Probibit the base pairs \((i,j), \ldots, (i+(k-1), j-(k-1))\) to form. The optional loop type specifier

`[WHERE]`

allows to specify the type of loop they are disallowed to be the closing or an enclosed pair of.**“Prohibiting two ranges of nucleotides to pair with each other”**:P i-j k-l [WHERE]

Description:

Prohibit any nucleotide \(p \in [i:j]\) to pair with any other nucleotide \(q \in [k:l]\). The optional loop type specifier

`[WHERE]`

allows to specify the type of loop they are disallowed to be the closing or an enclosed pair of.**“Enforce a loop context for a range of nucleotide positions”**:C i 0 k [WHERE]

Description:

This command enforces nucleotides to be unpaired similar to

*prohibiting*nucleotides to be paired, as described above. It too marks the corresponding nucleotides to be unpaired, however, the`[WHERE]`

flag can be used to enforce specfic loop types the nucleotides must appear in.**“Remove pairs that conflict with a set of consecutive base pairs”**:C i j k

Description:

Remove all base pairs that conflict with a set of consecutive base pairs \((i,j), \ldots, (i+(k-1), j-(k-1))\). Two base pairs \((i,j)\) and \((p,q)\) conflict with each other if \(i < p < j < q\), or \(p < i < q < j\).

**“Allow a set of consecutive (non-canonical) base pairs to form”**:A i j k [WHERE]

Description:

This command enables the formation of the consecutive base pairs \((i,j), \ldots, (i+(k-1), j-(k-1))\), no matter if they are

*canonical*, or*non-canonical*. In contrast to the above`F`

and`W`

commands, which remove conflicting base pairs, the`A`

command does not. Therefore, it may be used to allow*non-canoncial*base pair interactions. Since the RNAlib does not contain free energy contributions \(E_{ij}\) for non-canonical base pairs \((i,j)\), they are scored as the*maximum*of similar, known contributions. In terms of a*Nussinov*like scoring function the free energy of non-canonical base pairs is therefore estimated as\[E_{ij} = \min \left[ \max_{(i,k) \in \{GC, CG, AU, UA, GU, UG\}} E_{ik}, \max_{(k,j) \in \{GC, CG, AU, UA, GU, UG\}} E_{kj} \right].\]The optional loop type specifier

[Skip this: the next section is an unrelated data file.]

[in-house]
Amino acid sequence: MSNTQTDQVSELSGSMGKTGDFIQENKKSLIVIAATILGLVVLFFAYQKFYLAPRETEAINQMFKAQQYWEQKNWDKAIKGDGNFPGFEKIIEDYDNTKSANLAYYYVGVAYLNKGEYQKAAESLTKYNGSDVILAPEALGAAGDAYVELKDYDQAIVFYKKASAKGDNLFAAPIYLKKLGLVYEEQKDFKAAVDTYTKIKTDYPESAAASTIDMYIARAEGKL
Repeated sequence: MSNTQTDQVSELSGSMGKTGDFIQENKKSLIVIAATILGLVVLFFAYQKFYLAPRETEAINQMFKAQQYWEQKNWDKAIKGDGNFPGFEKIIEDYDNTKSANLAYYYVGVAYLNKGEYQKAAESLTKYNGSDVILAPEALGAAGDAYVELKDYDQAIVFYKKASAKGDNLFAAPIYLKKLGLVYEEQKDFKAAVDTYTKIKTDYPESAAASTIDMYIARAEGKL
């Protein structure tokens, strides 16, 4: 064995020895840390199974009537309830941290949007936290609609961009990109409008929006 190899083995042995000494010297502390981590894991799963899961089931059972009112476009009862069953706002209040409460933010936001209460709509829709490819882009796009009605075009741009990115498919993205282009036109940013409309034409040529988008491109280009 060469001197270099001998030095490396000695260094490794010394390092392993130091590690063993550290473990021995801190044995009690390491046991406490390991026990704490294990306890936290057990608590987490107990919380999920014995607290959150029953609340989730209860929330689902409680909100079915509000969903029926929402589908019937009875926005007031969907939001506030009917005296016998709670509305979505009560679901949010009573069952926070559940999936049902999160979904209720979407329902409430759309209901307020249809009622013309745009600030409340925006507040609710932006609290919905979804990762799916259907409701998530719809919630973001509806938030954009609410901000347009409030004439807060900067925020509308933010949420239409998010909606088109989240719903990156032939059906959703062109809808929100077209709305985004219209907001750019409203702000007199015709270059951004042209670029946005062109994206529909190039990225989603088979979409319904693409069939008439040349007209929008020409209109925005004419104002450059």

`[WHERE]`

allows to specify in which loop context the base pair may appear.**“Apply pseudo free energy to a range of unpaired nucleotide positions”**:E i 0 k e

Description:

Use this command to apply a pseudo free energy of \(e\) to the set of \(k\) consecutive nucleotides, starting at position \(i\). The pseudo free energy is applied only if these nucleotides are considered unpaired in the recursions, or evaluations, and is expected to be given in units of \(\text{kcal} \cdot \text{mol}^{-1}\).

**“Apply pseudo free energy to a set of consecutive base pairs”**:E i j k e

Description:

Use this command to apply a pseudo free energy of \(e\) to the set of base pairs \((i,j), \ldots, (i+(k-1), j-(k-1))\). Energies are expected to be given in units of \(\text{kcal} \cdot \text{mol}^{-1}\).

## Valid domain extensions commands

**“Add ligand binding to unpaired motif (a.k.a. unstructured domains)”**:UD m e [LOOP]

Description:

Add ligand binding to unpaired sequence motif \(m\) (given in IUPAC format, capital letters) with binding energy \(e\) in particular loop type(s).

Example:

UD AAA -5.0 A

The above example applies a binding free energy of \(-5\,\text{kcal} \cdot \text{mol}^{-1}\) for a motif

`AAA`

that may be present in all loop types.